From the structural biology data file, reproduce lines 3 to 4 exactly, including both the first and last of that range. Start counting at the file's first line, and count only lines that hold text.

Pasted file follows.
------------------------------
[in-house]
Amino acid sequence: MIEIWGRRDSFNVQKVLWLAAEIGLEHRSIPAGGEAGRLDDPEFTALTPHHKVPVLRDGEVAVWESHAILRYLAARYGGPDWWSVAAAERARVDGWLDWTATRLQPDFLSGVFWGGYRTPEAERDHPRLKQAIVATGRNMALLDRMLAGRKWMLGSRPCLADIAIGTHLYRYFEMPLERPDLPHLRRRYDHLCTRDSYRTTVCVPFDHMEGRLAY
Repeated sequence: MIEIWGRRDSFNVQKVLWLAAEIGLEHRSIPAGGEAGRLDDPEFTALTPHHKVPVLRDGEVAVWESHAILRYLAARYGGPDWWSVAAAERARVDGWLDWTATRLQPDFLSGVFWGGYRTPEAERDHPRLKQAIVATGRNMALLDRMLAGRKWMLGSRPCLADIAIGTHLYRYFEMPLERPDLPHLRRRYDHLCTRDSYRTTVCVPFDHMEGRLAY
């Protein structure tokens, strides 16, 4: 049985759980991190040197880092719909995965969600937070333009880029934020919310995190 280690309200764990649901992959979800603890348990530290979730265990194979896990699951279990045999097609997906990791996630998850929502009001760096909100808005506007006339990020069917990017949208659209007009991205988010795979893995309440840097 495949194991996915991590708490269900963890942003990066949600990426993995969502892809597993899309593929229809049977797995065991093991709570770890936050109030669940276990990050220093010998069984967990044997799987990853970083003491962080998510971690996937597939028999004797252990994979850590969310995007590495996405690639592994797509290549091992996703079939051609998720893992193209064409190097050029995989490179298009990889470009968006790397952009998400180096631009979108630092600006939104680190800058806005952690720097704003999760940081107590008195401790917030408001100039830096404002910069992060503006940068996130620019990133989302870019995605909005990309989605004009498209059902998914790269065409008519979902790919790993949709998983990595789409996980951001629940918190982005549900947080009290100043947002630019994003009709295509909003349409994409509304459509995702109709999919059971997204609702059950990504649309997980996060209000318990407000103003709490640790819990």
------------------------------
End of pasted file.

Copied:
Repeated sequence: MIEIWGRRDSFNVQKVLWLAAEIGLEHRSIPAGGEAGRLDDPEFTALTPHHKVPVLRDGEVAVWESHAILRYLAARYGGPDWWSVAAAERARVDGWLDWTATRLQPDFLSGVFWGGYRTPEAERDHPRLKQAIVATGRNMALLDRMLAGRKWMLGSRPCLADIAIGTHLYRYFEMPLERPDLPHLRRRYDHLCTRDSYRTTVCVPFDHMEGRLAY
């Protein structure tokens, strides 16, 4: 049985759980991190040197880092719909995965969600937070333009880029934020919310995190 280690309200764990649901992959979800603890348990530290979730265990194979896990699951279990045999097609997906990791996630998850929502009001760096909100808005506007006339990020069917990017949208659209007009991205988010795979893995309440840097 495949194991996915991590708490269900963890942003990066949600990426993995969502892809597993899309593929229809049977797995065991093991709570770890936050109030669940276990990050220093010998069984967990044997799987990853970083003491962080998510971690996937597939028999004797252990994979850590969310995007590495996405690639592994797509290549091992996703079939051609998720893992193209064409190097050029995989490179298009990889470009968006790397952009998400180096631009979108630092600006939104680190800058806005952690720097704003999760940081107590008195401790917030408001100039830096404002910069992060503006940068996130620019990133989302870019995605909005990309989605004009498209059902998914790269065409008519979902790919790993949709998983990595789409996980951001629940918190982005549900947080009290100043947002630019994003009709295509909003349409994409509304459509995702109709999919059971997204609702059950990504649309997980996060209000318990407000103003709490640790819990």